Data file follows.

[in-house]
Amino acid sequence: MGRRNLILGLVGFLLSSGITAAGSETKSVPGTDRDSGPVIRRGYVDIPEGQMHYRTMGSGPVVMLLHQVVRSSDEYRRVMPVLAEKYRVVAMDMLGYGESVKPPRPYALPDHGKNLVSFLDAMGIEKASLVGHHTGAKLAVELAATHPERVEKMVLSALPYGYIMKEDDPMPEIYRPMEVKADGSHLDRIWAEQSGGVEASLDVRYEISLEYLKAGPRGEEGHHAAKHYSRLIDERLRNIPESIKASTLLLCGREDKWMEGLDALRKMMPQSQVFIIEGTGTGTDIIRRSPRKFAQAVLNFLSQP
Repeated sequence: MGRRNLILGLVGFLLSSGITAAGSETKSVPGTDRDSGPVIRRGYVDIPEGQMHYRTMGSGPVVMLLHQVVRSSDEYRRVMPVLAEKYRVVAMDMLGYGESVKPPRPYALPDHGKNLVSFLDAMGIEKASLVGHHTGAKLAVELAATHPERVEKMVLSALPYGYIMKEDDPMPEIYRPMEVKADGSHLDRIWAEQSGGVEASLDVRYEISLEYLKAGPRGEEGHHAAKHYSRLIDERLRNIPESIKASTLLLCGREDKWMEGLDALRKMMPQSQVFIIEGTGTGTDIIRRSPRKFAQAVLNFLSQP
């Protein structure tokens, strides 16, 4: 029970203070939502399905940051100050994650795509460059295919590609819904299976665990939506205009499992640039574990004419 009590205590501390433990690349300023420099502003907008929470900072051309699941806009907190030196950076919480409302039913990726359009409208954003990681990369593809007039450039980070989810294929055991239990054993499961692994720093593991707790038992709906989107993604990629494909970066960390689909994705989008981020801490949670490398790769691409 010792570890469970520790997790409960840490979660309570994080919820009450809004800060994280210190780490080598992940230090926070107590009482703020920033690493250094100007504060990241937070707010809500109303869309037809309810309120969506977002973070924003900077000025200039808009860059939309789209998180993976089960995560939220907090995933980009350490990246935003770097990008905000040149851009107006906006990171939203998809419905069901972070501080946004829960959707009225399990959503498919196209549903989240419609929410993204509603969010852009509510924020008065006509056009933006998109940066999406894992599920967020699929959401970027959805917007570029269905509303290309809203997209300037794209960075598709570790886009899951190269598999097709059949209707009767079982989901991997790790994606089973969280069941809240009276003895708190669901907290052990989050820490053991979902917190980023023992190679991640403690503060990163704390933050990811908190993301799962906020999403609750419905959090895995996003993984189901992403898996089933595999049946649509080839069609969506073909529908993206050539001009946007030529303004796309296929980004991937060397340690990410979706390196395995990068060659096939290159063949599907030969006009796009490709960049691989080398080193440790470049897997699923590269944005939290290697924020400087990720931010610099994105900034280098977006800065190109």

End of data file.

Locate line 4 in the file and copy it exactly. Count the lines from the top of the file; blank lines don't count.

């Protein structure tokens, strides 16, 4: 029970203070939502399905940051100050994650795509460059295919590609819904299976665990939506205009499992640039574990004419 009590205590501390433990690349300023420099502003907008929470900072051309699941806009907190030196950076919480409302039913990726359009409208954003990681990369593809007039450039980070989810294929055991239990054993499961692994720093593991707790038992709906989107993604990629494909970066960390689909994705989008981020801490949670490398790769691409 010792570890469970520790997790409960840490979660309570994080919820009450809004800060994280210190780490080598992940230090926070107590009482703020920033690493250094100007504060990241937070707010809500109303869309037809309810309120969506977002973070924003900077000025200039808009860059939309789209998180993976089960995560939220907090995933980009350490990246935003770097990008905000040149851009107006906006990171939203998809419905069901972070501080946004829960959707009225399990959503498919196209549903989240419609929410993204509603969010852009509510924020008065006509056009933006998109940066999406894992599920967020699929959401970027959805917007570029269905509303290309809203997209300037794209960075598709570790886009899951190269598999097709059949209707009767079982989901991997790790994606089973969280069941809240009276003895708190669901907290052990989050820490053991979902917190980023023992190679991640403690503060990163704390933050990811908190993301799962906020999403609750419905959090895995996003993984189901992403898996089933595999049946649509080839069609969506073909529908993206050539001009946007030529303004796309296929980004991937060397340690990410979706390196395995990068060659096939290159063949599907030969006009796009490709960049691989080398080193440790470049897997699923590269944005939290290697924020400087990720931010610099994105900034280098977006800065190109």